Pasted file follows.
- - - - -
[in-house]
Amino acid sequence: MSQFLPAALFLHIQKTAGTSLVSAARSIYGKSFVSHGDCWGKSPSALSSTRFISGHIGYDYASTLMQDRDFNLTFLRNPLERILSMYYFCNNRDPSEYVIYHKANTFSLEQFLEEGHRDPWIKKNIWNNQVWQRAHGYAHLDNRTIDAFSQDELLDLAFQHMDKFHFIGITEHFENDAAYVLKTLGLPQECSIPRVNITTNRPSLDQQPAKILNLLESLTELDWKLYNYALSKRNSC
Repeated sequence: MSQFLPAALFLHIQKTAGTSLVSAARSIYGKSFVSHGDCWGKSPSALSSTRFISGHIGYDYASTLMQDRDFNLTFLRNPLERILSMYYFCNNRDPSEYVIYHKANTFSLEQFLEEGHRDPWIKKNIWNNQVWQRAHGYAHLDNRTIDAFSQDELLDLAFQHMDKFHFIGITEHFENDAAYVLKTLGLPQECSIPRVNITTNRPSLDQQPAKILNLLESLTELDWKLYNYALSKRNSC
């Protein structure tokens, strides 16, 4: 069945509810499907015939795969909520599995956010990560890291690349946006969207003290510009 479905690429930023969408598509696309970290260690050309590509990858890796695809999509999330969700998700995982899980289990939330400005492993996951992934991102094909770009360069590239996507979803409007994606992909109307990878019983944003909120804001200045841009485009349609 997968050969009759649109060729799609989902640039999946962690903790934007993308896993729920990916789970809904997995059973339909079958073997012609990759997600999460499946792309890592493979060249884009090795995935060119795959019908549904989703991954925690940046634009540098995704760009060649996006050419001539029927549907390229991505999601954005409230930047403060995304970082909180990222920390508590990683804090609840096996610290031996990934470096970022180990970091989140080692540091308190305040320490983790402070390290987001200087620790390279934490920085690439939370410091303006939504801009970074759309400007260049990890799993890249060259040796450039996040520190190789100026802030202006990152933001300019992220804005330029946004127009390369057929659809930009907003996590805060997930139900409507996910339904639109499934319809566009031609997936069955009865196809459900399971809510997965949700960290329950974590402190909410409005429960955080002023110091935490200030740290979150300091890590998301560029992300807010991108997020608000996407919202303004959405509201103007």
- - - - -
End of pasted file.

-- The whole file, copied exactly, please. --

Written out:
[in-house]
Amino acid sequence: MSQFLPAALFLHIQKTAGTSLVSAARSIYGKSFVSHGDCWGKSPSALSSTRFISGHIGYDYASTLMQDRDFNLTFLRNPLERILSMYYFCNNRDPSEYVIYHKANTFSLEQFLEEGHRDPWIKKNIWNNQVWQRAHGYAHLDNRTIDAFSQDELLDLAFQHMDKFHFIGITEHFENDAAYVLKTLGLPQECSIPRVNITTNRPSLDQQPAKILNLLESLTELDWKLYNYALSKRNSC
Repeated sequence: MSQFLPAALFLHIQKTAGTSLVSAARSIYGKSFVSHGDCWGKSPSALSSTRFISGHIGYDYASTLMQDRDFNLTFLRNPLERILSMYYFCNNRDPSEYVIYHKANTFSLEQFLEEGHRDPWIKKNIWNNQVWQRAHGYAHLDNRTIDAFSQDELLDLAFQHMDKFHFIGITEHFENDAAYVLKTLGLPQECSIPRVNITTNRPSLDQQPAKILNLLESLTELDWKLYNYALSKRNSC
């Protein structure tokens, strides 16, 4: 069945509810499907015939795969909520599995956010990560890291690349946006969207003290510009 479905690429930023969408598509696309970290260690050309590509990858890796695809999509999330969700998700995982899980289990939330400005492993996951992934991102094909770009360069590239996507979803409007994606992909109307990878019983944003909120804001200045841009485009349609 997968050969009759649109060729799609989902640039999946962690903790934007993308896993729920990916789970809904997995059973339909079958073997012609990759997600999460499946792309890592493979060249884009090795995935060119795959019908549904989703991954925690940046634009540098995704760009060649996006050419001539029927549907390229991505999601954005409230930047403060995304970082909180990222920390508590990683804090609840096996610290031996990934470096970022180990970091989140080692540091308190305040320490983790402070390290987001200087620790390279934490920085690439939370410091303006939504801009970074759309400007260049990890799993890249060259040796450039996040520190190789100026802030202006990152933001300019992220804005330029946004127009390369057929659809930009907003996590805060997930139900409507996910339904639109499934319809566009031609997936069955009865196809459900399971809510997965949700960290329950974590402190909410409005429960955080002023110091935490200030740290979150300091890590998301560029992300807010991108997020608000996407919202303004959405509201103007």